One of the main selling points of the iPad, is its ability to be an all-in-one device for those on the go. Since purchasing my Apple device in June, I have attempted to begin doing something that I had done for many years: use a journal.

The number of available journal apps for iPad grows each day. Because of this, it took me a few weeks to find a journal app that suited me best.

My criteria in selecting a journal app was as follows: I needed to be able to export the data to another source and password its contents. In addition, I wanted an app that looked very similar to an actual journal right down to its crisp looking pages and well-worn backing. Since I like the look of leather on journals, having that look is certainly a plus. Finally, the app should have a nice search feature so I can retrieve my past journal entries.

I downloaded three journal apps: My Own Diary HD, iJournaler and MaxJournal for iPad.

The My Own Diary HD app, when opened, looks every bit the way old-time journals appeared. On the front page, there is a virtual key that sits nicely on a faux-leather cover. Once unlocked, you can select one of eleven different fonts ranging from one called “Jenny” to the tried-and-true Times New Roman. There is a nice preview box that shows all of your entries (from newest to oldest), or you can use arrow keys to move between journal entries. Whatever font is selected, is the font for the entire journal, but it can be changed whenever you want.

You need to type each new entry into a separate box. When completed, this entry magically appears on a journal page with today’s date. This process took some getting used to, and it would be nice to simply type onto the actual page. Still, the process was smooth and I picked it up easily. You can also attach photos to each journal entry, which is a nice feature.

The entire diary or current entry can be exported using email or file sharing as text files, PDFs or Secure PDFs.

Max Journal for iPad’s app icon looks very similar to the one for My Own Diary HD, but that is where the similarities end between the two. After typing in the journal’s password, users are taken directly to today’s page. From here, a simple click on the page brings up another, which is required for entry. The only noticeable feature here is a time stamp button. Once an entry is complete, it shows up directly on that day’s journal entry page.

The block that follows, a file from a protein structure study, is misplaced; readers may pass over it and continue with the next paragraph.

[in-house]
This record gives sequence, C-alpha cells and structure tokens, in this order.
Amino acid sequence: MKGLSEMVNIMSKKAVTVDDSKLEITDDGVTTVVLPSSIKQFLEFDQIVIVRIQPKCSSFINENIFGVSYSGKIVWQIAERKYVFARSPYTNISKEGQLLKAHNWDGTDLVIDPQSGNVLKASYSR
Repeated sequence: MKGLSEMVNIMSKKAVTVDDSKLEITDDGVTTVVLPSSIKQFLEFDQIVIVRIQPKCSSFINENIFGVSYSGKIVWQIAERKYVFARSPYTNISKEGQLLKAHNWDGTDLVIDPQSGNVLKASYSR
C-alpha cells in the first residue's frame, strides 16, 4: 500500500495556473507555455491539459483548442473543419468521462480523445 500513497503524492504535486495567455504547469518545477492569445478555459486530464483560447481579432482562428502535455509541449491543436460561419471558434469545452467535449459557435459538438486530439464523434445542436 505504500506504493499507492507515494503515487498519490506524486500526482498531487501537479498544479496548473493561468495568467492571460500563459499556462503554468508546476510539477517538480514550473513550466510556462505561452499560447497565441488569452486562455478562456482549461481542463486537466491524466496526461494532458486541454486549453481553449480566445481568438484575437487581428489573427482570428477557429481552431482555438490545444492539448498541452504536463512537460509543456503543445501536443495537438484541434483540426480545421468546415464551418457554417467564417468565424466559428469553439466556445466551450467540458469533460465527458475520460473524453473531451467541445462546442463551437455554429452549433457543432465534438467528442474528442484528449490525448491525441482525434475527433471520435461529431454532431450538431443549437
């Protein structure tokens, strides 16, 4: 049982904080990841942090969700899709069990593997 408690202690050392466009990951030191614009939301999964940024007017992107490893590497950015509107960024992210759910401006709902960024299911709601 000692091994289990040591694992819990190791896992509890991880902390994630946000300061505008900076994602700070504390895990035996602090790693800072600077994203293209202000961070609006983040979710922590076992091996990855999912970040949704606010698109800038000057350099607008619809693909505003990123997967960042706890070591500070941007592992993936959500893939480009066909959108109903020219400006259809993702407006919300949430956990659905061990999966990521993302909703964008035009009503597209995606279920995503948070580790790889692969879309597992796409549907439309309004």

Users can add photos and tags to each entry, and export data based on a date range. Data exported can be sent via email or file-sharing as text or PDF. A nice Max Journal for iPad feature is the ability to create a backup file that can be easily sent to your PC or Mac during an iTunes sync with your iPad.

Sixteen fonts are included, but be careful: if you change the font on one entry, it changes for all of them.

The app has a handy search feature to find past entries, or users can select the month and day of each entry.

The final app I tried was iJournaler, it became available in the App Store when the iPad debuted. Whereas, the previously mentioned apps are packed full of features, iJournaler is built for simplicity, with good and bad results.

Once you get past the app’s built-in password feature, you are taken to today’s date. The paper looks like that of a well-aged journal, right down to brownish tints around each page’s edge and seam. Users click on each page and can immediately begin to add a new entry.

The only way to export entries with iJournaler is through email. The app automatically compiles all entries into one .zip file, which can then be emailed to yourself or others in an easy-to-read file.

While I found iJournaler did everything that I wanted it to, some of its limitations annoyed me rather quickly. The app comes with one font (which isn’t the easiest to read in my opinion) and search among the many entries is cumbersome at best. Still, the look of the app was impressive.

In the end, I recognized that each app made me happy and accomplished each point of my criteria. Still, I realized that functionality was much more important than having a journal app that looks like an actual journal from yesteryear. Therefore, I selected Max Journal for iPad as the app I use each day. But, let it be said that each app is brilliant, and since each is priced at $2.99, the choice needn’t come down to price.

I’d like to hear your opinions on which journal apps you like best.  Please leave your comments below.